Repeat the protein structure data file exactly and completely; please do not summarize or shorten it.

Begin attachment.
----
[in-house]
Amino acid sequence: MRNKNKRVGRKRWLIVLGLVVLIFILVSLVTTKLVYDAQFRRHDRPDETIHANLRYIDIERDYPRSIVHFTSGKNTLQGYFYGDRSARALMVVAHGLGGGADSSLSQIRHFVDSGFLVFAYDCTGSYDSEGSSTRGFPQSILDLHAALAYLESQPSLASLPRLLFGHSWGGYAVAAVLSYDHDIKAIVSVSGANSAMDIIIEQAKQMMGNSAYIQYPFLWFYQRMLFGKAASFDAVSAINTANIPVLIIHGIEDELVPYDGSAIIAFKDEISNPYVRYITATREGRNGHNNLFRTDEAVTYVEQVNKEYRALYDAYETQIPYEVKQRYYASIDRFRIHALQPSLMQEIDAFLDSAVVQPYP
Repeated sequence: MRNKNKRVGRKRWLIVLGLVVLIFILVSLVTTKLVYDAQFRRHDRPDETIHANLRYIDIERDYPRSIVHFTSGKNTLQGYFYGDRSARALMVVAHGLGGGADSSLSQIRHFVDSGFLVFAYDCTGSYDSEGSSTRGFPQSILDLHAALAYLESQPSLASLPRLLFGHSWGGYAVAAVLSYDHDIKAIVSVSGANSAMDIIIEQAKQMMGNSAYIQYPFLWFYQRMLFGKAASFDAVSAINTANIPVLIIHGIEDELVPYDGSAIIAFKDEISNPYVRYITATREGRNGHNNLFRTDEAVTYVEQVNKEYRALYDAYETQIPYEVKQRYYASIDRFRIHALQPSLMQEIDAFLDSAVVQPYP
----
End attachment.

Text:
[in-house]
Amino acid sequence: MRNKNKRVGRKRWLIVLGLVVLIFILVSLVTTKLVYDAQFRRHDRPDETIHANLRYIDIERDYPRSIVHFTSGKNTLQGYFYGDRSARALMVVAHGLGGGADSSLSQIRHFVDSGFLVFAYDCTGSYDSEGSSTRGFPQSILDLHAALAYLESQPSLASLPRLLFGHSWGGYAVAAVLSYDHDIKAIVSVSGANSAMDIIIEQAKQMMGNSAYIQYPFLWFYQRMLFGKAASFDAVSAINTANIPVLIIHGIEDELVPYDGSAIIAFKDEISNPYVRYITATREGRNGHNNLFRTDEAVTYVEQVNKEYRALYDAYETQIPYEVKQRYYASIDRFRIHALQPSLMQEIDAFLDSAVVQPYP
Repeated sequence: MRNKNKRVGRKRWLIVLGLVVLIFILVSLVTTKLVYDAQFRRHDRPDETIHANLRYIDIERDYPRSIVHFTSGKNTLQGYFYGDRSARALMVVAHGLGGGADSSLSQIRHFVDSGFLVFAYDCTGSYDSEGSSTRGFPQSILDLHAALAYLESQPSLASLPRLLFGHSWGGYAVAAVLSYDHDIKAIVSVSGANSAMDIIIEQAKQMMGNSAYIQYPFLWFYQRMLFGKAASFDAVSAINTANIPVLIIHGIEDELVPYDGSAIIAFKDEISNPYVRYITATREGRNGHNNLFRTDEAVTYVEQVNKEYRALYDAYETQIPYEVKQRYYASIDRFRIHALQPSLMQEIDAFLDSAVVQPYP